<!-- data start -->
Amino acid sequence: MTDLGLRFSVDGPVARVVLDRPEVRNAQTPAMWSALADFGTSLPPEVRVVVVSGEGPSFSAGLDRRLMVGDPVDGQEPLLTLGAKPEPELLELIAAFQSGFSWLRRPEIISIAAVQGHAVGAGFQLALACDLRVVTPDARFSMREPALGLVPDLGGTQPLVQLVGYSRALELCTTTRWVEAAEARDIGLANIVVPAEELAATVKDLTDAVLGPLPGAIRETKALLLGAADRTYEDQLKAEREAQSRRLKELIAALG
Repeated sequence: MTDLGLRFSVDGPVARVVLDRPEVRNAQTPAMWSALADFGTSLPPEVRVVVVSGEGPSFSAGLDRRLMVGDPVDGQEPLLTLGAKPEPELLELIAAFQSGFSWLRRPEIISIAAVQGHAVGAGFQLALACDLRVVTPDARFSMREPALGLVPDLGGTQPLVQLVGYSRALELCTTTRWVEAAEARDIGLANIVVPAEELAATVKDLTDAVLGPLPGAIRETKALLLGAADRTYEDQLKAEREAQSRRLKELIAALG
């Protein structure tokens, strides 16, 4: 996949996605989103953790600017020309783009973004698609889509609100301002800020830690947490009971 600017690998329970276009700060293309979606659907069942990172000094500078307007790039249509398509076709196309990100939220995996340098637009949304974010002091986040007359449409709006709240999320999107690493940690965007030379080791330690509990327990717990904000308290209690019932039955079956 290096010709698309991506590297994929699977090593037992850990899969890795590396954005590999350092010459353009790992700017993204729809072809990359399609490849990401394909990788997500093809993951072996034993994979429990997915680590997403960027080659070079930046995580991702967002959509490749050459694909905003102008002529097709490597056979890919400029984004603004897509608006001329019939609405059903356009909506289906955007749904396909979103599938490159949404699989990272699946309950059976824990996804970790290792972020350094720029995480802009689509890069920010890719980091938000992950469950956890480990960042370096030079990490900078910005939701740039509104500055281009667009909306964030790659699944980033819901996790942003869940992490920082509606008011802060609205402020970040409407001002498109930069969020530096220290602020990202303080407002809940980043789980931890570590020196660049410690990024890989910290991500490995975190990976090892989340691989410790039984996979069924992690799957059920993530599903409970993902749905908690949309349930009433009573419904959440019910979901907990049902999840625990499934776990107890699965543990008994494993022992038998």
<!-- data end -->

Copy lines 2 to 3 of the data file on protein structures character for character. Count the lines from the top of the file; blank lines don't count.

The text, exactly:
Repeated sequence: MTDLGLRFSVDGPVARVVLDRPEVRNAQTPAMWSALADFGTSLPPEVRVVVVSGEGPSFSAGLDRRLMVGDPVDGQEPLLTLGAKPEPELLELIAAFQSGFSWLRRPEIISIAAVQGHAVGAGFQLALACDLRVVTPDARFSMREPALGLVPDLGGTQPLVQLVGYSRALELCTTTRWVEAAEARDIGLANIVVPAEELAATVKDLTDAVLGPLPGAIRETKALLLGAADRTYEDQLKAEREAQSRRLKELIAALG
């Protein structure tokens, strides 16, 4: 996949996605989103953790600017020309783009973004698609889509609100301002800020830690947490009971 600017690998329970276009700060293309979606659907069942990172000094500078307007790039249509398509076709196309990100939220995996340098637009949304974010002091986040007359449409709006709240999320999107690493940690965007030379080791330690509990327990717990904000308290209690019932039955079956 290096010709698309991506590297994929699977090593037992850990899969890795590396954005590999350092010459353009790992700017993204729809072809990359399609490849990401394909990788997500093809993951072996034993994979429990997915680590997403960027080659070079930046995580991702967002959509490749050459694909905003102008002529097709490597056979890919400029984004603004897509608006001329019939609405059903356009909506289906955007749904396909979103599938490159949404699989990272699946309950059976824990996804970790290792972020350094720029995480802009689509890069920010890719980091938000992950469950956890480990960042370096030079990490900078910005939701740039509104500055281009667009909306964030790659699944980033819901996790942003869940992490920082509606008011802060609205402020970040409407001002498109930069969020530096220290602020990202303080407002809940980043789980931890570590020196660049410690990024890989910290991500490995975190990976090892989340691989410790039984996979069924992690799957059920993530599903409970993902749905908690949309349930009433009573419904959440019910979901907990049902999840625990499934776990107890699965543990008994494993022992038998």